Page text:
Words: Kate Leahy / Photos: John Lee / Video: Ara Zada
On the way from Gyumri to Yerevan, we made a stop in Sarnaghpyur to pay Spartak Aslanyan a visit. Aslanyan, and his cousin, Mrktich Aslanyan, make clay tonirs using a process that probably hasn't changed much in centuries.
We can certainly confirm that Armenians have been using tonirs for centuries. On our drive through Areni, an ancient winemaking region, we stopped to take a look at an archeological site that uncovered remnants of fermented grape juice dating back more than 6,000 years. And sure enough, next to the clay karas (the Armenian term for amphoras) used for storing wine, we also saw tonirs. The link between bread and wine, it turns out, goes back to early civilizations.
To make a clay tonir, the process goes like this: get clay mud from a nearby hillside and then knead it between two sheets of plastic by walking over it with your feet. Once the clay is ready, roll it into strips. These strips get stacked up to form a vessel that eventually becomes tall and wide enough to hide a man inside, as long as he bends his legs.
There are a few key stages in between, the cousins demonstrated. You can't stack all the clay coils in one day because the clay is too heavy and the whole thing will break. Instead, the Aslanyan cousins coil a few layers at a time over the course of 10 days, giving the tonir time to dry in between layers. Once the tonir is more or less complete, the cousins smooth the sides with a damp sponge. Then the tonir is set aside to dry for 20 days or so.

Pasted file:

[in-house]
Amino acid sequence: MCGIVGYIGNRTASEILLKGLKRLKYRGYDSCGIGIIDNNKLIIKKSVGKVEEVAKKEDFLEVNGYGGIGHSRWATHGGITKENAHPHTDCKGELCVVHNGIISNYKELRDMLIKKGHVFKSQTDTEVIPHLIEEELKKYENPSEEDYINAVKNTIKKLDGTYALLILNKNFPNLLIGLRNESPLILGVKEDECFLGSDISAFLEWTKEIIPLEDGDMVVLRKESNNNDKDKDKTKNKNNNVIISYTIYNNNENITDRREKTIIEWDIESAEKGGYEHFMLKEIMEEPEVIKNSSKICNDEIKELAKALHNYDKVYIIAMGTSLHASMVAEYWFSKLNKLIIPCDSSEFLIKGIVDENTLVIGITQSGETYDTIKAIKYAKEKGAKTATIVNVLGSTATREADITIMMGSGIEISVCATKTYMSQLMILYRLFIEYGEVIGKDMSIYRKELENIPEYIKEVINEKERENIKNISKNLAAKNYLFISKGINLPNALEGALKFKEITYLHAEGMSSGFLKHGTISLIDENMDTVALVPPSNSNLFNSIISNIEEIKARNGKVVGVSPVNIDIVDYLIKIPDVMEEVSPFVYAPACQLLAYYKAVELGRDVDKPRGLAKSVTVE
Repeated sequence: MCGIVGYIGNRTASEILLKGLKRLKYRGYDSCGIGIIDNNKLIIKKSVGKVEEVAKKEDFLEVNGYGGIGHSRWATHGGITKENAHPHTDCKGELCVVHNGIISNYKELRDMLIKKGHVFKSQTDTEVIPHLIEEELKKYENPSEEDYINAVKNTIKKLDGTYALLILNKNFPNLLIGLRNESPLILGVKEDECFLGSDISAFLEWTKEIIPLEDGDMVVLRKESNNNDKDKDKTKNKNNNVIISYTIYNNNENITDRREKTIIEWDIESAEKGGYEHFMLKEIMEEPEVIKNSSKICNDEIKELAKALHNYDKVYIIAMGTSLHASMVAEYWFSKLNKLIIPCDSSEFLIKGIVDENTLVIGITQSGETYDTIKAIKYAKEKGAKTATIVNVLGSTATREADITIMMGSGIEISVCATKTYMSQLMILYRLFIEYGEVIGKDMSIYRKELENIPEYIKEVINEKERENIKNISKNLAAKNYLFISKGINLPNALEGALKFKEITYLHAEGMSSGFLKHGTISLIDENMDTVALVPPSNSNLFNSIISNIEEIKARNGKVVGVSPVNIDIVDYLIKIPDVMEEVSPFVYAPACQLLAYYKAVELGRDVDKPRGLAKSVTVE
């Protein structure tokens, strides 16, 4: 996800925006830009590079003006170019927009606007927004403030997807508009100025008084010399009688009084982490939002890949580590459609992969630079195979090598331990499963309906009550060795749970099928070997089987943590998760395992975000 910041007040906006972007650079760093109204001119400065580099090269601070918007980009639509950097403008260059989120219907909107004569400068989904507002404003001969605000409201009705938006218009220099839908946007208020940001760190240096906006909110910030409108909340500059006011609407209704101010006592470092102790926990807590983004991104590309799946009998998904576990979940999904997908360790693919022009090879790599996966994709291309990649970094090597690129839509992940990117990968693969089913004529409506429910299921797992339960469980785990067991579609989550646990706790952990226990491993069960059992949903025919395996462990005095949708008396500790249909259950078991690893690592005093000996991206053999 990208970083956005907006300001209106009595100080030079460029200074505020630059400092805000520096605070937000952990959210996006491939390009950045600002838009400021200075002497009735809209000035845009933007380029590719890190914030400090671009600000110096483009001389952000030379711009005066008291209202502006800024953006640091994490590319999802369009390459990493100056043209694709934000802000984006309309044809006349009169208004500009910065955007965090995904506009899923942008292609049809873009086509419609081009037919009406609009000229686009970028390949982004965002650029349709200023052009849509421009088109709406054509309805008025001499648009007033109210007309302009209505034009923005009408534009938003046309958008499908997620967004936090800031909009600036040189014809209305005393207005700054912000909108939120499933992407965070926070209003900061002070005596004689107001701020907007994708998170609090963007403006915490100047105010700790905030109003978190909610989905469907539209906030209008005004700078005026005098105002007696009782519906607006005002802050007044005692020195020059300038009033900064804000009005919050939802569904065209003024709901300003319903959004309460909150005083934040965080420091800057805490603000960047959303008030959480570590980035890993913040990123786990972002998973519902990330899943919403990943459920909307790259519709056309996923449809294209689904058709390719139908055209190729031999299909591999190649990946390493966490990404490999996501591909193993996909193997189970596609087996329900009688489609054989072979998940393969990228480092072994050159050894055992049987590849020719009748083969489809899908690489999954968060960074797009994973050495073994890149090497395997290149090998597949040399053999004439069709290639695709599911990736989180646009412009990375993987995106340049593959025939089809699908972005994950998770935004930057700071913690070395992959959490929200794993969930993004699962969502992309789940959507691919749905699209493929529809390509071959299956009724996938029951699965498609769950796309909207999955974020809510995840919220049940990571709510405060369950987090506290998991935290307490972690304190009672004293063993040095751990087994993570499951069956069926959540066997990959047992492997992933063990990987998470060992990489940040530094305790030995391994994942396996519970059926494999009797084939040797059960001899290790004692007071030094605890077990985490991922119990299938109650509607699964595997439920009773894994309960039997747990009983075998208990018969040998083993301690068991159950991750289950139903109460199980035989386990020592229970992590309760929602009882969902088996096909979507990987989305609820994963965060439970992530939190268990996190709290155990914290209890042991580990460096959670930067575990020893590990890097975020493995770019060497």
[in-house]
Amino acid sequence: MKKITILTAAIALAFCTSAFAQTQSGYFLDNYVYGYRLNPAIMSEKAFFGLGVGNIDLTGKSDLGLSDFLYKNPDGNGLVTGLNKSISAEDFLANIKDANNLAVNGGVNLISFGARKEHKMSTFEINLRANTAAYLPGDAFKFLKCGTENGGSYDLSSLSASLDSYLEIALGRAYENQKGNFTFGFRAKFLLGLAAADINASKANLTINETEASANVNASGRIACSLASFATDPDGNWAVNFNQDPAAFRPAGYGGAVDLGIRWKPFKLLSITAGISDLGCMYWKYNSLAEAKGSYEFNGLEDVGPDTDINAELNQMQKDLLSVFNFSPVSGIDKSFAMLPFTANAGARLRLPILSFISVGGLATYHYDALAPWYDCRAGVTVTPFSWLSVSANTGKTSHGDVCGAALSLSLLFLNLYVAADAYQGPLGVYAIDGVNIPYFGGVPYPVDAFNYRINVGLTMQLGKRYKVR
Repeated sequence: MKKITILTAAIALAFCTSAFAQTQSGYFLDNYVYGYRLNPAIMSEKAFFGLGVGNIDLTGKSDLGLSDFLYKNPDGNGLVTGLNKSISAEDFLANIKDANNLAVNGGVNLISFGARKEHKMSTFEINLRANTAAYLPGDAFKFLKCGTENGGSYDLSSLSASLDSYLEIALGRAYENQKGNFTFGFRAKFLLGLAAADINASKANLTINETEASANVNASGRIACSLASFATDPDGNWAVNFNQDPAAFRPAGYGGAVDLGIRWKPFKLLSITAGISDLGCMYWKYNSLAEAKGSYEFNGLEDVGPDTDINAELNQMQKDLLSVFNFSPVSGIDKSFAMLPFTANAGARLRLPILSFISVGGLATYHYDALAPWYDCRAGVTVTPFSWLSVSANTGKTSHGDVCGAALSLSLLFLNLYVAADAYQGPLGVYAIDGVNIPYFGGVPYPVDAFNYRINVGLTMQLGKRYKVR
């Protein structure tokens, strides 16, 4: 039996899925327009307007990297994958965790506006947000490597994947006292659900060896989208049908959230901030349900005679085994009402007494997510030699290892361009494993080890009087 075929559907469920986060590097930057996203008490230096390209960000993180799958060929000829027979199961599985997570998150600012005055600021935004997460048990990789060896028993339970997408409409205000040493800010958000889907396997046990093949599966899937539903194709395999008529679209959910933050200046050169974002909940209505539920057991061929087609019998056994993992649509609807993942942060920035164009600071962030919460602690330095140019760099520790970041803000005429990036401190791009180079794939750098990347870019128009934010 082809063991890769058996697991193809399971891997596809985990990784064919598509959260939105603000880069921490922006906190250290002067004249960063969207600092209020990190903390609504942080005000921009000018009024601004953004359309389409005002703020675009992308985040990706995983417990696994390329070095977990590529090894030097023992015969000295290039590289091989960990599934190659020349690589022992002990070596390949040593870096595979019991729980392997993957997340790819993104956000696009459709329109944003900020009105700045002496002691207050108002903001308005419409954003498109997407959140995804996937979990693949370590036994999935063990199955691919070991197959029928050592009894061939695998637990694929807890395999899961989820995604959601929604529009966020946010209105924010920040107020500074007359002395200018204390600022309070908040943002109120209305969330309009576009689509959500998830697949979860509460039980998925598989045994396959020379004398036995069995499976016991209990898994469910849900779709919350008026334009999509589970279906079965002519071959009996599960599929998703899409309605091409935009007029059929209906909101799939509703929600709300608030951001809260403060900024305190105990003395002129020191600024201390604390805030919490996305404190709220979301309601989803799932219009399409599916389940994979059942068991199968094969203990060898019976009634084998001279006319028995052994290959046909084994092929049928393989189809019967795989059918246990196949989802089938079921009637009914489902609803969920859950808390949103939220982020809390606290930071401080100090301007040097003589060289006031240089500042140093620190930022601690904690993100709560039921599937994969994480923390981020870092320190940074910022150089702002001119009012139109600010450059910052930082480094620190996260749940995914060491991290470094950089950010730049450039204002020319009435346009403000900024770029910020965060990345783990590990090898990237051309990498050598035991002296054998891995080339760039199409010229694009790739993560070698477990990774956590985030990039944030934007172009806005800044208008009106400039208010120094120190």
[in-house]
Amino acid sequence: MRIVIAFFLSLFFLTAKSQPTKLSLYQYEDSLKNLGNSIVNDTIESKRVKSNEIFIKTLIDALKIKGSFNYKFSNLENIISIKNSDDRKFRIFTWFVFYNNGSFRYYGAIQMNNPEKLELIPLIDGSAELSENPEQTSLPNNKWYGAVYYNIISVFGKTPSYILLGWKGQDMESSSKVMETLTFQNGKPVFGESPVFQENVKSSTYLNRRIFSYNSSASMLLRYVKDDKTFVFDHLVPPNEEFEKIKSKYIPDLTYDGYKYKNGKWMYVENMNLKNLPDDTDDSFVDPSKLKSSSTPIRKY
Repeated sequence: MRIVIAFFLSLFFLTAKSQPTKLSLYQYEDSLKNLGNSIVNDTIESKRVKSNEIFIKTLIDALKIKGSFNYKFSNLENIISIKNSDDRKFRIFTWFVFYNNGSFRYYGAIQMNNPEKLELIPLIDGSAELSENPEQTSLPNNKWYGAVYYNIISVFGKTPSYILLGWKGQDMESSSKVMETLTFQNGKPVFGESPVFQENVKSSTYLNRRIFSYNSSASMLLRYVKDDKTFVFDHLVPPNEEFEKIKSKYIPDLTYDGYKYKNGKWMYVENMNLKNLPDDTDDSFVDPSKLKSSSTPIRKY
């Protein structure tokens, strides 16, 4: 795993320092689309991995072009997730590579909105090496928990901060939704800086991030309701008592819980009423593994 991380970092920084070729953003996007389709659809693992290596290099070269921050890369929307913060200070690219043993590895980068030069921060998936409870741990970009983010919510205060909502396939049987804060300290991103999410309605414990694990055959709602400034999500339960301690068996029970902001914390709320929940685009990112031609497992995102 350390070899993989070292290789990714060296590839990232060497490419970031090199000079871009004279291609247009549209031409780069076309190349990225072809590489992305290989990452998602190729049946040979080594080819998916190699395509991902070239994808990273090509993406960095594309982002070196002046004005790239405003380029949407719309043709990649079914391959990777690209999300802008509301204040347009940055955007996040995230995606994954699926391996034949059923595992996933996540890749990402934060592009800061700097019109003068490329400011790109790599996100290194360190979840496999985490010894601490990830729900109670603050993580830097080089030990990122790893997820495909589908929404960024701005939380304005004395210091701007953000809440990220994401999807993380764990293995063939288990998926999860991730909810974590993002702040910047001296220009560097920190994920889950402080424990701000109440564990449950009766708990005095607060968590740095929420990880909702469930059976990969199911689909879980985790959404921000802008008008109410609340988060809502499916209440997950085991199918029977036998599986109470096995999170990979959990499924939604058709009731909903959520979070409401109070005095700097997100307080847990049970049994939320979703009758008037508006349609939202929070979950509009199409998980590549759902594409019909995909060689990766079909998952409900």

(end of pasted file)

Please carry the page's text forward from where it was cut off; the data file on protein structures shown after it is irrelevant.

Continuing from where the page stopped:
Finally, it's ready to be installed and seasoned. There's no single way to do it, but Spartak says he puts it in masonry (think of a large brick box), then fills the gaps between the tonir and brick with sand. But before baking lavash or cooking khorovats—or anything else—you season it. Make a small fire and slowly build it up for a few hours. Once the fire dies down, rub the walls with fat. Let the whole thing cool completely and what you're left with should be as strong as stone.
The whole process—getting and making local clay, molding it with bare hands, drying it, seasoning it with a fire—embodies the idea of cheghatsis, making something from nothing. And while building one of these in your own backyard might be more of a project than most would be willing to take on, understanding the process gives us even more of a reason to respect and marvel at the simplicity of tonir-baked lavash.